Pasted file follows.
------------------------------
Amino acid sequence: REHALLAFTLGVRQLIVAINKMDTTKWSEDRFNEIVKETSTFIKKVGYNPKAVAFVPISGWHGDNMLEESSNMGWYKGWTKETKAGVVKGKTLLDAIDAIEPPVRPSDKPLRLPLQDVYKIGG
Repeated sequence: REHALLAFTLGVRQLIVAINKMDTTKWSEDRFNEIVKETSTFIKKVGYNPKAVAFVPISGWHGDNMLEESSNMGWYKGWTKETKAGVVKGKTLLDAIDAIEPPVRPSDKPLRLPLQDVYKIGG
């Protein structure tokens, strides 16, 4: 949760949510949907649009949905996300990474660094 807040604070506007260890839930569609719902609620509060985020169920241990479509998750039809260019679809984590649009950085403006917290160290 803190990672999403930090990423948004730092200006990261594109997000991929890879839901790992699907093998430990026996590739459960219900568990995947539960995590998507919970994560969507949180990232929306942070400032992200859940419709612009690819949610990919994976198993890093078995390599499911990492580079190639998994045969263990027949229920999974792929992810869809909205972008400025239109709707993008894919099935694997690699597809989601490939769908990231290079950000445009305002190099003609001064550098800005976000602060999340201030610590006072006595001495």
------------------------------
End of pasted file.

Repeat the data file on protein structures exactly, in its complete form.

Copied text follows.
Amino acid sequence: REHALLAFTLGVRQLIVAINKMDTTKWSEDRFNEIVKETSTFIKKVGYNPKAVAFVPISGWHGDNMLEESSNMGWYKGWTKETKAGVVKGKTLLDAIDAIEPPVRPSDKPLRLPLQDVYKIGG
Repeated sequence: REHALLAFTLGVRQLIVAINKMDTTKWSEDRFNEIVKETSTFIKKVGYNPKAVAFVPISGWHGDNMLEESSNMGWYKGWTKETKAGVVKGKTLLDAIDAIEPPVRPSDKPLRLPLQDVYKIGG
């Protein structure tokens, strides 16, 4: 949760949510949907649009949905996300990474660094 807040604070506007260890839930569609719902609620509060985020169920241990479509998750039809260019679809984590649009950085403006917290160290 803190990672999403930090990423948004730092200006990261594109997000991929890879839901790992699907093998430990026996590739459960219900568990995947539960995590998507919970994560969507949180990232929306942070400032992200859940419709612009690819949610990919994976198993890093078995390599499911990492580079190639998994045969263990027949229920999974792929992810869809909205972008400025239109709707993008894919099935694997690699597809989601490939769908990231290079950000445009305002190099003609001064550098800005976000602060999340201030610590006072006595001495």